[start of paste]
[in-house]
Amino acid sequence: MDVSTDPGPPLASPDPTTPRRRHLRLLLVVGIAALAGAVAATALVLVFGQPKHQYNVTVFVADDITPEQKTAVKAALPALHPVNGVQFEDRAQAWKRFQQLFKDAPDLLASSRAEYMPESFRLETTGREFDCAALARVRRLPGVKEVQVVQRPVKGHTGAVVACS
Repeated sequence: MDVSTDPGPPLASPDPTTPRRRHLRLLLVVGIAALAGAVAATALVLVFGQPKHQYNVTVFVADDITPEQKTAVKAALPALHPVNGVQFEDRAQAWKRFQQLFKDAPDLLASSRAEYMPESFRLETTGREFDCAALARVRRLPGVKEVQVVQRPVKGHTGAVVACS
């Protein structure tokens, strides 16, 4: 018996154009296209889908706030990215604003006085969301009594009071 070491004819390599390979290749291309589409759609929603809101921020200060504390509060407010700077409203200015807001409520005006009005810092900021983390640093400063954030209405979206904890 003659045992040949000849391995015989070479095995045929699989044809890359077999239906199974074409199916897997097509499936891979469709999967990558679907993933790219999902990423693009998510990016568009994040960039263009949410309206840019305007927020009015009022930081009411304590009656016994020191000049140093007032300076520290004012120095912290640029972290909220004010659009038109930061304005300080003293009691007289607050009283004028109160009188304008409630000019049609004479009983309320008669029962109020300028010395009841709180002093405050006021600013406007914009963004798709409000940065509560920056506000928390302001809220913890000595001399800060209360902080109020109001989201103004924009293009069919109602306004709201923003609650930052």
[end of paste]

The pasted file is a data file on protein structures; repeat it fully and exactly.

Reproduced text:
[in-house]
Amino acid sequence: MDVSTDPGPPLASPDPTTPRRRHLRLLLVVGIAALAGAVAATALVLVFGQPKHQYNVTVFVADDITPEQKTAVKAALPALHPVNGVQFEDRAQAWKRFQQLFKDAPDLLASSRAEYMPESFRLETTGREFDCAALARVRRLPGVKEVQVVQRPVKGHTGAVVACS
Repeated sequence: MDVSTDPGPPLASPDPTTPRRRHLRLLLVVGIAALAGAVAATALVLVFGQPKHQYNVTVFVADDITPEQKTAVKAALPALHPVNGVQFEDRAQAWKRFQQLFKDAPDLLASSRAEYMPESFRLETTGREFDCAALARVRRLPGVKEVQVVQRPVKGHTGAVVACS
């Protein structure tokens, strides 16, 4: 018996154009296209889908706030990215604003006085969301009594009071 070491004819390599390979290749291309589409759609929603809101921020200060504390509060407010700077409203200015807001409520005006009005810092900021983390640093400063954030209405979206904890 003659045992040949000849391995015989070479095995045929699989044809890359077999239906199974074409199916897997097509499936891979469709999967990558679907993933790219999902990423693009998510990016568009994040960039263009949410309206840019305007927020009015009022930081009411304590009656016994020191000049140093007032300076520290004012120095912290640029972290909220004010659009038109930061304005300080003293009691007289607050009283004028109160009188304008409630000019049609004479009983309320008669029962109020300028010395009841709180002093405050006021600013406007914009963004798709409000940065509560920056506000928390302001809220913890000595001399800060209360902080109020109001989201103004924009293009069919109602306004709201923003609650930052």